MCN races a replica of Mike Hailwood's 1978 NCR Ducati
If the Truman Show had its own racetrack, it would look just like the Barber Motorsports Park in Birmingham, Alabama. This swooping 17-turn, 2.38-mile ribbon of ‘asphalt’ is lovingly draped across landscape so lush, green and manicured, it makes a PGA golf course look shabby.
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Circuit staff and racers alike are perma-smilingly friendly and dotted around the Park are peculiar sculptures, giant metal ants and spiders. Dangling beneath the footbridge over Turn 8, a lady mannequin swings in the hot gentle breeze and overlooking Turn 9, stands the world’s largest motorcycle museum.
Barber’s opulent, sun-drenched, three-tiered paddock teems with racing machinery rarely seen: EBRs, Pierbons, Zeros, a Suter 500 and sassy sit-up and beg, early Lawson and Rainey-esque 80s Japanese superbikes. Cheesy rock pumps from the circuit’s speakers and PA announcements are delivered in a sweet Dolly Parton drawl.
Sitting on the grid in humid, 35-degree, Deep South October heat, my Vee Two Hailwood’s (V2H) clattering clutch might be dry, but I’m drenched in sweat. Vibration has my eyes rattling in their sockets with every blip of the throttle. The piercing boom from the 903cc V-twin’s barely silenced, megaphone exhaust slowly erodes my hearing.
Mike Hailwood’s Ducati is extraordinary in so many ways. Built by NCR, when Ducati were in such turmoil they couldn’t be seen to be going racing, his 883cc original is one of the most famous and revered machines in history.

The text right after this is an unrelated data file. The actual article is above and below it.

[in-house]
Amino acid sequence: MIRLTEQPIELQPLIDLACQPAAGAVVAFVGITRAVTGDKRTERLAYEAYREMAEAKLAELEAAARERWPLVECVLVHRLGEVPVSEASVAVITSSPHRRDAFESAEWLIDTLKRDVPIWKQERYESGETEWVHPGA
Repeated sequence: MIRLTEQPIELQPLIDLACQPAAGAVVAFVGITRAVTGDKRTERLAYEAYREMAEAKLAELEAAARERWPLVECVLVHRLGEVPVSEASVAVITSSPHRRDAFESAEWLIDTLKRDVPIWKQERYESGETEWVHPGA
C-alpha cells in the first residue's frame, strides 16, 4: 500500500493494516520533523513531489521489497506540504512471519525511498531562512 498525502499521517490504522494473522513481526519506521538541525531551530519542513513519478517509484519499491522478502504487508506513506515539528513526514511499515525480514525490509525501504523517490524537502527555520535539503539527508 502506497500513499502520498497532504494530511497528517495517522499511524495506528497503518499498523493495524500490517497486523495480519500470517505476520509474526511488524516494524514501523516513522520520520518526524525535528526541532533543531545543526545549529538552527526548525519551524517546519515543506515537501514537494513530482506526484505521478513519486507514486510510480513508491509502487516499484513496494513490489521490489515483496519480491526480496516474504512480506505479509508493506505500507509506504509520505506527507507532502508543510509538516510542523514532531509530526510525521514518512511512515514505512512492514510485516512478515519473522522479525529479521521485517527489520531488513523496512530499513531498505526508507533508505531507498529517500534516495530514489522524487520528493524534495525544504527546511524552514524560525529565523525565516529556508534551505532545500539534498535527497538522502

Only three were ever built 40 years ago: two for Sports Motorcycles’ riders Mike Hailwood and Roger Nichols (now owned by an American collector) and one for Jim Scaysbrook to race in Australia, which still lives down under.
Of course, you may have seen 1978 TT-winning Hailwood machines in museums and shows. Are they real? It depends who you talk to. Welcome to the world of intrigue surrounding Mike’s NCR 900 Ducati F1.
Replicas are even more controversial because no-one has ever been able to copy Hailwood’s souped-up (and some would argue, illegal, for production-based TT F1 rules) prototype bevel drive Ducati engine… until now.
Using original drawings the V2H has the correct engine, albeit lightly modified with strengthened crankcases and a 1mm bigger bore. Its rolling chassis and bodywork are built with such fastidious attention to detail it’s impossible to tell from the real thing. It’s been a hard slog for Vee Two to get it right; being led down the garden path by all and sundry, but they’ve got there.
But right now I’m not thinking about any of this. My stomach swarms with supersize butterflies and I can feel my pulse throbbing in my throat. Hand muscles are being given a workout keeping the V2H’s heavy clutch lever pulled in, as I wait to launch this $145,000 (around £111,000) machine off the line, here at the snappily-titled AHRMA (American Historic Racing Motorcycle Association) Racing 14th Annual Barber Vintage Festival.